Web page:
DEPARTMENT OF MATHEMATICAL & STATISTICAL SCIENCES

UNIVERSITY OF ALBERTA

**MATHEMATICAL
BIOLOGY SEMINAR**

MONDAY, NOVEMBER 4, 2002

3:00 PM

CAB
657

**Dr. ****R.
Tyson**

Department of Mathematics and Statistics

** **Okanagan
University College

A Minimal Mechanism of Bacterial
Pattern Formation

Colonies
of *Escherichia coli* or *Salmonella typhimurium* form geometrically complex patterns
when exposed to, or feeding on, intermediates of the tricarboxylic acid (TCA)
cycle. In response to the TCA cycle
intermediate, the bacteria secrete aspartate, a potent chemoattractant. As a result, the cells form
high-density aggregates arranged in striking regular patterns. The simplest are temporary spots formed
in a liquid medium by both *E.** **coli* and *S.** **typhimurium*. In semi-solid medium *S.** **typhimurium* forms concentric rings arising from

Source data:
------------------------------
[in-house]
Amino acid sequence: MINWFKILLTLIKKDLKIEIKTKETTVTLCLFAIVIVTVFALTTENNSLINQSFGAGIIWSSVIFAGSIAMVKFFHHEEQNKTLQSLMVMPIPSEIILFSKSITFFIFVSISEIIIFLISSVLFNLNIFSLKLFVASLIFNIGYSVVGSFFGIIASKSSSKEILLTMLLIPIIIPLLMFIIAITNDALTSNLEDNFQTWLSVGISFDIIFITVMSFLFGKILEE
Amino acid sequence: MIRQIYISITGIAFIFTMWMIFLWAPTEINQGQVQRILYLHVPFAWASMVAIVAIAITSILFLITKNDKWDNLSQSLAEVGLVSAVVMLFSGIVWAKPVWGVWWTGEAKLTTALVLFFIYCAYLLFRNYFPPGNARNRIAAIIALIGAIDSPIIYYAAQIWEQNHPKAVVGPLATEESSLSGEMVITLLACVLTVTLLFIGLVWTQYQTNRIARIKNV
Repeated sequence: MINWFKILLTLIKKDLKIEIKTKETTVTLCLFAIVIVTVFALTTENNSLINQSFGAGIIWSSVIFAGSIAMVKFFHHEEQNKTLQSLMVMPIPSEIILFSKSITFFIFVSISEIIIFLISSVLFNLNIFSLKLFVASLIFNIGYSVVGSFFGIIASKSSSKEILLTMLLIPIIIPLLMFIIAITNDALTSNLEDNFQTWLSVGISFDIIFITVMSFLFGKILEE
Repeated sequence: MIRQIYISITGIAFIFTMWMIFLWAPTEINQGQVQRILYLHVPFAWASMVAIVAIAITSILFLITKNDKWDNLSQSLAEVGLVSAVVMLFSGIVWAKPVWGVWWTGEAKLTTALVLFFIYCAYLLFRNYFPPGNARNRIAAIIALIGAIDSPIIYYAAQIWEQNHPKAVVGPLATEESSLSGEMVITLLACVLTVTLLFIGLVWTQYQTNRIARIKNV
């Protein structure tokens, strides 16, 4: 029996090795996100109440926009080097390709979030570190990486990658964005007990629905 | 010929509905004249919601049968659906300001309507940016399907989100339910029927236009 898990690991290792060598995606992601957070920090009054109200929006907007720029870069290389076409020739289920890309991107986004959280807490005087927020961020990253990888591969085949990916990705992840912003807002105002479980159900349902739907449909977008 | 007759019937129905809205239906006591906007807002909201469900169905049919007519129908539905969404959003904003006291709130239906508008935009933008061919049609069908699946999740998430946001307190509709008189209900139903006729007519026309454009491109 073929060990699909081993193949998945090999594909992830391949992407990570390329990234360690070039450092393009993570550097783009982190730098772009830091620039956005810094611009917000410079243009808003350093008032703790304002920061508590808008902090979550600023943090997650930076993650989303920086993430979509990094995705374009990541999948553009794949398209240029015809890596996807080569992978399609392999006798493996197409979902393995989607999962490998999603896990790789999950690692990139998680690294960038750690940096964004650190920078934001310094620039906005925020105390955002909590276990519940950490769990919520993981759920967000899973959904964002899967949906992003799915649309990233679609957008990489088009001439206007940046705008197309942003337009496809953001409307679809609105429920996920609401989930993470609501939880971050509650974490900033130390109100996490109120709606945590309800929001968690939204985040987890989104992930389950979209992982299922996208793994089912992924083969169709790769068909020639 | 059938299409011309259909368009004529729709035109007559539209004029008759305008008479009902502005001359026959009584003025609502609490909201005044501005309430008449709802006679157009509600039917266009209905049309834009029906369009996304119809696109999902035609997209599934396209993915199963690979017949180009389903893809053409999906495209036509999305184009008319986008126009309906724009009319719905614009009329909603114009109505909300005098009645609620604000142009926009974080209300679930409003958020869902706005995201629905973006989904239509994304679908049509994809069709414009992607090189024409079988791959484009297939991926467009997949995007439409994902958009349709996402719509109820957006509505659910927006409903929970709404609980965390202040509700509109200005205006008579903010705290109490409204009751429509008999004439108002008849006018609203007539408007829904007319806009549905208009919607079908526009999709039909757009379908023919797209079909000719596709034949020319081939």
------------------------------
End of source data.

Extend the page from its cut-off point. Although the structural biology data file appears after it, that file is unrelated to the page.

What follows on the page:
a low-density bacterial lawn, which are either continuous or spotted. In contrast, *E.** **coli* forms complex patterns arising from
a dense swarm ring, including interdigitated spots (also called sunflower
spirals), radial spots, radial stripes and chevrons. We present a mathematical model that captures all three of
the pattern-forming processes experimentally observed in both *E.** **coli* and *S.** **typhimurium*, using a minimum of assumptions.

This seminar is
partially funded by the Pacific Institute for the Mathematical Sciences (PIMS)